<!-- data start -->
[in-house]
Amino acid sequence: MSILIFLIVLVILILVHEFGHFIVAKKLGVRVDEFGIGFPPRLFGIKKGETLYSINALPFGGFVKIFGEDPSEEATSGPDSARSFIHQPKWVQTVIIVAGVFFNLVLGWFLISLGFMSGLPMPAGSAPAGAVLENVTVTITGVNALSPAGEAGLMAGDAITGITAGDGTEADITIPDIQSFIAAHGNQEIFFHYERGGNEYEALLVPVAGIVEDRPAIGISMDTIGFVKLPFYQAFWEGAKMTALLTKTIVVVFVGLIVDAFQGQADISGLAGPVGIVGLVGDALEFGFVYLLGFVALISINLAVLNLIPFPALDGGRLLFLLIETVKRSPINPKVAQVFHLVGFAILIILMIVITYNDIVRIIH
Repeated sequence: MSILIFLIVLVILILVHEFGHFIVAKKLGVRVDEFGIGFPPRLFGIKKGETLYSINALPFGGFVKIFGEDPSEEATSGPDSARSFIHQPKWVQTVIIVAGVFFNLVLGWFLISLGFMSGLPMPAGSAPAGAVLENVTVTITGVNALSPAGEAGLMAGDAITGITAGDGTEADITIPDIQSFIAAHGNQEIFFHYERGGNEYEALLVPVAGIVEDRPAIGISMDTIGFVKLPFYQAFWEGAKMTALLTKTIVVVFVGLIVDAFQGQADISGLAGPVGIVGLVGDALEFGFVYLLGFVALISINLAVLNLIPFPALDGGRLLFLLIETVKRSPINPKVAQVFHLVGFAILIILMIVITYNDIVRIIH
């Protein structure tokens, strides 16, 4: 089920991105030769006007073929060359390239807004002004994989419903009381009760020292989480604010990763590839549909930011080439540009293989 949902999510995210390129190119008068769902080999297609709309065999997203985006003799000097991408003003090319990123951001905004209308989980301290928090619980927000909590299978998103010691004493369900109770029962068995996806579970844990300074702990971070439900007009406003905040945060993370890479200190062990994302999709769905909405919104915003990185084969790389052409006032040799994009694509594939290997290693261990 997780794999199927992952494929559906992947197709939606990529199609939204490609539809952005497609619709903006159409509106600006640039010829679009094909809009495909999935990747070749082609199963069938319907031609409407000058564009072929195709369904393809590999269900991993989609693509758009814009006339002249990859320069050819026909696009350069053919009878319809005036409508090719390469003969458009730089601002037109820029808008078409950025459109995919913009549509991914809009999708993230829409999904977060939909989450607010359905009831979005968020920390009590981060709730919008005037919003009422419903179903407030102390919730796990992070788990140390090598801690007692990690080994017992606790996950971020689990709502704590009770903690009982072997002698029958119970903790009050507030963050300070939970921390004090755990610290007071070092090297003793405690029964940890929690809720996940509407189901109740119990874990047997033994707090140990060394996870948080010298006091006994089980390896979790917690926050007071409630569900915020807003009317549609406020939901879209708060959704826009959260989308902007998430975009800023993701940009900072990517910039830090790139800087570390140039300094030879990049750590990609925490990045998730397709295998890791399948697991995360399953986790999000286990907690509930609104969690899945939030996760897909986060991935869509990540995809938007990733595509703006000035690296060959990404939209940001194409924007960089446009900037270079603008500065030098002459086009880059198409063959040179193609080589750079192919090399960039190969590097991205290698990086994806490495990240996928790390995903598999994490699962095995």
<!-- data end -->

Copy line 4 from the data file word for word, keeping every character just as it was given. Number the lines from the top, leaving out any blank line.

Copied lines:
């Protein structure tokens, strides 16, 4: 089920991105030769006007073929060359390239807004002004994989419903009381009760020292989480604010990763590839549909930011080439540009293989 949902999510995210390129190119008068769902080999297609709309065999997203985006003799000097991408003003090319990123951001905004209308989980301290928090619980927000909590299978998103010691004493369900109770029962068995996806579970844990300074702990971070439900007009406003905040945060993370890479200190062990994302999709769905909405919104915003990185084969790389052409006032040799994009694509594939290997290693261990 997780794999199927992952494929559906992947197709939606990529199609939204490609539809952005497609619709903006159409509106600006640039010829679009094909809009495909999935990747070749082609199963069938319907031609409407000058564009072929195709369904393809590999269900991993989609693509758009814009006339002249990859320069050819026909696009350069053919009878319809005036409508090719390469003969458009730089601002037109820029808008078409950025459109995919913009549509991914809009999708993230829409999904977060939909989450607010359905009831979005968020920390009590981060709730919008005037919003009422419903179903407030102390919730796990992070788990140390090598801690007692990690080994017992606790996950971020689990709502704590009770903690009982072997002698029958119970903790009050507030963050300070939970921390004090755990610290007071070092090297003793405690029964940890929690809720996940509407189901109740119990874990047997033994707090140990060394996870948080010298006091006994089980390896979790917690926050007071409630569900915020807003009317549609406020939901879209708060959704826009959260989308902007998430975009800023993701940009900072990517910039830090790139800087570390140039300094030879990049750590990609925490990045998730397709295998890791399948697991995360399953986790999000286990907690509930609104969690899945939030996760897909986060991935869509990540995809938007990733595509703006000035690296060959990404939209940001194409924007960089446009900037270079603008500065030098002459086009880059198409063959040179193609080589750079192919090399960039190969590097991205290698990086994806490495990240996928790390995903598999994490699962095995």